Development of GaN-Based Nanostructure Photon Emitters

Gallium nitride (GaN)-based wide bandgap semiconductors are very important material systems for fabrication of photon emitters in a wide range of wavelengths. In particular, the light emitters in ultraviolet (UV), blue, and green wavelengths have been developed and demonstrated in recent years. Besides these UV and visible light emitters, the unique properties of a GaN material system such as large exciton energy and large LO phonon energy, have been proposed as a very suitable material candidate for realization of various photon emitters such as single-photon emitters, LEDs, vertical cavity surface emitting lasers (VCSELs), and quantum cascade lasers (QCL) at room temperature.

Posted in: Briefs, Photonics, Lasers, Fabrication, Materials properties, Semiconductors

Novel Wavelength Standards in the Near Infrared

The goal of this work was to develop a new class of portable optical frequency references based on sub-Doppler spectroscopy inside gas-filled, hollow-core photonic bandgap (PBG) optical fiber. The change in line width with core size, and narrower transitions inside a new “kagome” structured optical fiber, were demonstrated. A simplified and more compact method for observing saturated absorption spectroscopy in half-sealed photonic bandgap fibers, called the “reflected pump technique,” was realized. Two systems, each consisting of a narrow-line fiber laser locked to the P(13) transition in acetylene, were constructed. By comparing those two systems, it was possible to obtain stability data on the fiber-filled references.

A mode-locked Cr:forsterite laser was developed and stabilized to a GPS-disciplined Rb clock with which to characterize the gas-filled, hollow-fiber optical frequency references. It was found that these lasers offer noisier “f0” beats than Ti:sapphire lasers, but a method was found to dramatically reduce the f0 beat width. A study was initiated into the source of the noise and the exact explanation for the narrowing. In the meantime, absolute frequency measurements of the fiber laser locked to the hollow fiber references are in progress.

A generally useful technique was developed for splicing the photonic bandgap fibers to solid-core fibers using an arc fusion splicer, which makes PBG fibers easier to use in the laboratory. Toward making a completely sealed photonic bandgap fiber cell, PBG was spliced to solid-core fibers inside a vacuum system using a CO2 laser. Efforts to reproduce this in an acetylene vapor proved unsuccessful, most likely due to the thermal properties of acetylene.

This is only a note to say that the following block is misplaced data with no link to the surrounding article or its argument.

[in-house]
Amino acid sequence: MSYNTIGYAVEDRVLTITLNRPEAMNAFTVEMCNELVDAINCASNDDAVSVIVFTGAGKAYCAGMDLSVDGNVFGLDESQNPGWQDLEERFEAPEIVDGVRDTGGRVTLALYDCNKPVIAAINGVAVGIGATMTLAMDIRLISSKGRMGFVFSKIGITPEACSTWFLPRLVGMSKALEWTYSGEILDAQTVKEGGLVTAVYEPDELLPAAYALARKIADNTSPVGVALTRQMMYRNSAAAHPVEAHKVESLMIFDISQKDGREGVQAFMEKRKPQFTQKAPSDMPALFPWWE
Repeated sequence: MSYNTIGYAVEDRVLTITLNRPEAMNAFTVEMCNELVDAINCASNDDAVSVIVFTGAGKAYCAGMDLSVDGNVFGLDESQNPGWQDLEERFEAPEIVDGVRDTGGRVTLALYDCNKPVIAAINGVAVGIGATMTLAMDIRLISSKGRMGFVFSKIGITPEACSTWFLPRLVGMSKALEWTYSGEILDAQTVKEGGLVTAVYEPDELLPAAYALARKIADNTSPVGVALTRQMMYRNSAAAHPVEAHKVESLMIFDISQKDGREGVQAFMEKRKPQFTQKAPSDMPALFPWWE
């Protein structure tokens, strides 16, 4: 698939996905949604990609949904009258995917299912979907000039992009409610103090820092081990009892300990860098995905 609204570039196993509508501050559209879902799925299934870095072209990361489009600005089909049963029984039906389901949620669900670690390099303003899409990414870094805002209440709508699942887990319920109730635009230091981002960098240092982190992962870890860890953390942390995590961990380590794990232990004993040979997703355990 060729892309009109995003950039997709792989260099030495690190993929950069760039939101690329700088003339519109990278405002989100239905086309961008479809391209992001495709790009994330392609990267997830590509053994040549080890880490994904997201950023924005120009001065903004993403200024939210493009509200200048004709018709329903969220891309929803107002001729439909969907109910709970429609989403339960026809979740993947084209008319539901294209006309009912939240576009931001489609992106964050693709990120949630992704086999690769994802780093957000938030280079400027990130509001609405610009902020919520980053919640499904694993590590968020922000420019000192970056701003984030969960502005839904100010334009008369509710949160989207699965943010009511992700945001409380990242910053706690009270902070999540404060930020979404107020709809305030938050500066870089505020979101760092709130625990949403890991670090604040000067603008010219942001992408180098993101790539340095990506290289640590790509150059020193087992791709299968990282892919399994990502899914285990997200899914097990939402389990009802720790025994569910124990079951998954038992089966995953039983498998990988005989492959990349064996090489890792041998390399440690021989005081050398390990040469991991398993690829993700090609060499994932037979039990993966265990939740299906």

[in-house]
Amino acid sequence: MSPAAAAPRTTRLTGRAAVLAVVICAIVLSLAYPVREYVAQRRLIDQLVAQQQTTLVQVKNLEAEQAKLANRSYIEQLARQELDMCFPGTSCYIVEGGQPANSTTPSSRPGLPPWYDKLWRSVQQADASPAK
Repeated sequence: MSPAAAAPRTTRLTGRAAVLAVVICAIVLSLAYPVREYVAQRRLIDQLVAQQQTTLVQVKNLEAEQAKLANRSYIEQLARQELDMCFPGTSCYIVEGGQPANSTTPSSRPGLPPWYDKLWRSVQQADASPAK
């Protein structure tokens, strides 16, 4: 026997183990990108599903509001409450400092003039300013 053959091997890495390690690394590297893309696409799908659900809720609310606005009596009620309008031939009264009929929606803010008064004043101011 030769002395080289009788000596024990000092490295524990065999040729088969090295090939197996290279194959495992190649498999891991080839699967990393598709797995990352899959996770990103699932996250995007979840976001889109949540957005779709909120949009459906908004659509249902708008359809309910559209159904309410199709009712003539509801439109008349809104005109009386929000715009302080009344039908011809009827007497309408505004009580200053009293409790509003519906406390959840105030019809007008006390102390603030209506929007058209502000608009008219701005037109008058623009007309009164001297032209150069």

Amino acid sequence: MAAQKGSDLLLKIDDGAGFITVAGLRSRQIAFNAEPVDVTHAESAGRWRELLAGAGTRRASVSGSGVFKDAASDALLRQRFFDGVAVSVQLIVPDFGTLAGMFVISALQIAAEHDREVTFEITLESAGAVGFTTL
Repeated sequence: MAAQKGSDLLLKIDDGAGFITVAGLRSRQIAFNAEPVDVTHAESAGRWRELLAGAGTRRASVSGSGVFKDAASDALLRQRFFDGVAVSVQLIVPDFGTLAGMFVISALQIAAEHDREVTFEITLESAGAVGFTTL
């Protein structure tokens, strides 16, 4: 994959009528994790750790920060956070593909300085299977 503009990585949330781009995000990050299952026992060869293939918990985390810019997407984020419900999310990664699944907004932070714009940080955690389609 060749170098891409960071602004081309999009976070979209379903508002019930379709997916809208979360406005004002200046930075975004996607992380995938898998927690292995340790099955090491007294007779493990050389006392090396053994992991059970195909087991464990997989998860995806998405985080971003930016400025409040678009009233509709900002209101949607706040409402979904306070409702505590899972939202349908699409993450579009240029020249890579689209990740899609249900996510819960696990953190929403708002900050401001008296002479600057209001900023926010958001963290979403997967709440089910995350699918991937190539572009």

This work was done by Kristan L. Corwin of Kansas State University for the Air Force Research Laboratory. For more information, download the Technical Support Package (free white paper) at under the Photonics category. AFRL-0132

Posted in: Briefs, Photonics, Fiber optics, Lasers, Spectroscopy

Power Enhancement of a Rubidium Vapor Laser with a Master Oscillator Power Amplifier

The concept of alkali lasers was first suggested by Schalow and Townes in the late 1950s. In the 1970s, photo-dissociation of several of the alkali salts produced lasers with wavelengths ranging from the visible to the far infrared. Thirty years later, diode-pumped alkali lasers (DPAL) started rapidly gaining attention as highly efficient lasers as well as brightness converters. These systems partly owe their high efficiencies to the very small energy differences between the pump and lasing levels. Due to recent technological advances in the field of solid-state lasers, direct-diode pumping has provided the efficient, yet compact method for excitation.

Posted in: Briefs, Photonics, Amplifiers, Lasers, Thermal management

Solid-State, High-Energy Lasers Based on Rare-Earth Doped Gallium Nitride

Laser-based directed-energy weapons (DEW) are important components for future Army missile defense systems. The diode-pumped, rare-earth (RE)-doped, solid-state laser is a very promising path towards achieving a DEW-sufficient level of average power from a reasonably compact device. Even so, the extreme pump power densities, combined with the inevitable non-radiative losses in the pump-lase process, introduce severe thermal loading in the gain medium. Regardless of the sophistication of the heat removal technique and its efficiency, the gain medium itself is the bottleneck for non-distortive heat removal due to the low thermal conductivity of known gain media compared to that of heat-sinking materials. The bestknown laser hosts, e.g., yttrium aluminum garnet (YAG), possess thermal conductivities (10–11 W/(m-K)) that are ~1.5 orders of magnitude lower than those of known heat-sinking materials. In order to eliminate this technical hurdle, an innovative gain medium with a thermal conductivity on the same order as copper (~390 W/(m- K)) had to be engineered.

Posted in: Briefs, Photonics, Lasers, Thermal management, Military vehicles and equipment, Missiles

Analysis of Analog Photonic Links Employing Multiple-Channel (Arrayed) Receivers